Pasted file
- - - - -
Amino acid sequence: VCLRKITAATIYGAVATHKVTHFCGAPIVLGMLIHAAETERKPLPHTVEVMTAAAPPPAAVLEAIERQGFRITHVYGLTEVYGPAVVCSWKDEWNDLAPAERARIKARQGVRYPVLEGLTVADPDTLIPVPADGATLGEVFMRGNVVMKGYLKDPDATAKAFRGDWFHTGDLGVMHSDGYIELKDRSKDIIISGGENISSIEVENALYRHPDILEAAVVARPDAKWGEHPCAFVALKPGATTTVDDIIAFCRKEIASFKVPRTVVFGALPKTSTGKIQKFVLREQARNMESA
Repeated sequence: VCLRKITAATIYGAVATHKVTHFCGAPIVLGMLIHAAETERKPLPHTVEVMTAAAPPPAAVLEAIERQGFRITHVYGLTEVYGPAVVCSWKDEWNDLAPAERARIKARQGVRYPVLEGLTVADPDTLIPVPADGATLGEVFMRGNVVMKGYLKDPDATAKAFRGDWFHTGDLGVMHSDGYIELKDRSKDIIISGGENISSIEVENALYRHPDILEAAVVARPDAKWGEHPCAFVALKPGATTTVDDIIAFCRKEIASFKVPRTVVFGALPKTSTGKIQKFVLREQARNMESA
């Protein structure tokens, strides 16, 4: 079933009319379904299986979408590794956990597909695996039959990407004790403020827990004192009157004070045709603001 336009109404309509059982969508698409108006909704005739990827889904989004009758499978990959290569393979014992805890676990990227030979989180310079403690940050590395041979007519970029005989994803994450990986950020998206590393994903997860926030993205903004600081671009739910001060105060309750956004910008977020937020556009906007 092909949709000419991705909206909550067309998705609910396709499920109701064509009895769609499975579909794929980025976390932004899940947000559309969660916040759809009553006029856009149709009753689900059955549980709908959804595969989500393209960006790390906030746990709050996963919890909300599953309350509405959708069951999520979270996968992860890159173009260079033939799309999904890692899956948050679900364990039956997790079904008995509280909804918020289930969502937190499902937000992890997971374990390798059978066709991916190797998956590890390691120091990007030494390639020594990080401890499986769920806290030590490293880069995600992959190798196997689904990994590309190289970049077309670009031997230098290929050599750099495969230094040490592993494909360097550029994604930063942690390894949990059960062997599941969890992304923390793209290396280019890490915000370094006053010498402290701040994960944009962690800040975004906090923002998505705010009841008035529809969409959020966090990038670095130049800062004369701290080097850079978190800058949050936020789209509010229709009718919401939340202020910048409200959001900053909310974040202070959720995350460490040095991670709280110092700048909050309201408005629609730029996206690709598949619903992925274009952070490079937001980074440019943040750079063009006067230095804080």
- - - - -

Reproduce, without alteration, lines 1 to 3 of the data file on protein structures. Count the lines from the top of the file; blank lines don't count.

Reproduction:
Amino acid sequence: VCLRKITAATIYGAVATHKVTHFCGAPIVLGMLIHAAETERKPLPHTVEVMTAAAPPPAAVLEAIERQGFRITHVYGLTEVYGPAVVCSWKDEWNDLAPAERARIKARQGVRYPVLEGLTVADPDTLIPVPADGATLGEVFMRGNVVMKGYLKDPDATAKAFRGDWFHTGDLGVMHSDGYIELKDRSKDIIISGGENISSIEVENALYRHPDILEAAVVARPDAKWGEHPCAFVALKPGATTTVDDIIAFCRKEIASFKVPRTVVFGALPKTSTGKIQKFVLREQARNMESA
Repeated sequence: VCLRKITAATIYGAVATHKVTHFCGAPIVLGMLIHAAETERKPLPHTVEVMTAAAPPPAAVLEAIERQGFRITHVYGLTEVYGPAVVCSWKDEWNDLAPAERARIKARQGVRYPVLEGLTVADPDTLIPVPADGATLGEVFMRGNVVMKGYLKDPDATAKAFRGDWFHTGDLGVMHSDGYIELKDRSKDIIISGGENISSIEVENALYRHPDILEAAVVARPDAKWGEHPCAFVALKPGATTTVDDIIAFCRKEIASFKVPRTVVFGALPKTSTGKIQKFVLREQARNMESA
């Protein structure tokens, strides 16, 4: 079933009319379904299986979408590794956990597909695996039959990407004790403020827990004192009157004070045709603001 336009109404309509059982969508698409108006909704005739990827889904989004009758499978990959290569393979014992805890676990990227030979989180310079403690940050590395041979007519970029005989994803994450990986950020998206590393994903997860926030993205903004600081671009739910001060105060309750956004910008977020937020556009906007 092909949709000419991705909206909550067309998705609910396709499920109701064509009895769609499975579909794929980025976390932004899940947000559309969660916040759809009553006029856009149709009753689900059955549980709908959804595969989500393209960006790390906030746990709050996963919890909300599953309350509405959708069951999520979270996968992860890159173009260079033939799309999904890692899956948050679900364990039956997790079904008995509280909804918020289930969502937190499902937000992890997971374990390798059978066709991916190797998956590890390691120091990007030494390639020594990080401890499986769920806290030590490293880069995600992959190798196997689904990994590309190289970049077309670009031997230098290929050599750099495969230094040490592993494909360097550029994604930063942690390894949990059960062997599941969890992304923390793209290396280019890490915000370094006053010498402290701040994960944009962690800040975004906090923002998505705010009841008035529809969409959020966090990038670095130049800062004369701290080097850079978190800058949050936020789209509010229709009718919401939340202020910048409200959001900053909310974040202070959720995350460490040095991670709280110092700048909050309201408005629609730029996206690709598949619903992925274009952070490079937001980074440019943040750079063009006067230095804080």